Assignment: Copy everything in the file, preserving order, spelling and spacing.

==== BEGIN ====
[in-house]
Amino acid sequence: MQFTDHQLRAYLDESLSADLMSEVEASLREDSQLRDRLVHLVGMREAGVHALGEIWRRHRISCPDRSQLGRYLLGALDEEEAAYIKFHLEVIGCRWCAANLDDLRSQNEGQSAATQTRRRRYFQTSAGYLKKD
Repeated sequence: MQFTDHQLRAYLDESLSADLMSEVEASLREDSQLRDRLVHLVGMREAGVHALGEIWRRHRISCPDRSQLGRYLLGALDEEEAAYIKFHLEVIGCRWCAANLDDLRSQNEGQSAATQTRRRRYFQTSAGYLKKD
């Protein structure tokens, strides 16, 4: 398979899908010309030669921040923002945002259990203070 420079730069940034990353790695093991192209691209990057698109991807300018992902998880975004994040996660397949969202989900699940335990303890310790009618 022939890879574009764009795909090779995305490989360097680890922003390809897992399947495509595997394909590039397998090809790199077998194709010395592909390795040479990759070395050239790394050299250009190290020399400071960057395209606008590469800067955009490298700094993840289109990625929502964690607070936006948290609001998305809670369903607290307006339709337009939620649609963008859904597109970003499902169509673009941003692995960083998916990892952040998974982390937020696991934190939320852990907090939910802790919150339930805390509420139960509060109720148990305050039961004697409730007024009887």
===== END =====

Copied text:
[in-house]
Amino acid sequence: MQFTDHQLRAYLDESLSADLMSEVEASLREDSQLRDRLVHLVGMREAGVHALGEIWRRHRISCPDRSQLGRYLLGALDEEEAAYIKFHLEVIGCRWCAANLDDLRSQNEGQSAATQTRRRRYFQTSAGYLKKD
Repeated sequence: MQFTDHQLRAYLDESLSADLMSEVEASLREDSQLRDRLVHLVGMREAGVHALGEIWRRHRISCPDRSQLGRYLLGALDEEEAAYIKFHLEVIGCRWCAANLDDLRSQNEGQSAATQTRRRRYFQTSAGYLKKD
């Protein structure tokens, strides 16, 4: 398979899908010309030669921040923002945002259990203070 420079730069940034990353790695093991192209691209990057698109991807300018992902998880975004994040996660397949969202989900699940335990303890310790009618 022939890879574009764009795909090779995305490989360097680890922003390809897992399947495509595997394909590039397998090809790199077998194709010395592909390795040479990759070395050239790394050299250009190290020399400071960057395209606008590469800067955009490298700094993840289109990625929502964690607070936006948290609001998305809670369903607290307006339709337009939620649609963008859904597109970003499902169509673009941003692995960083998916990892952040998974982390937020696991934190939320852990907090939910802790919150339930805390509420139960509060109720148990305050039961004697409730007024009887």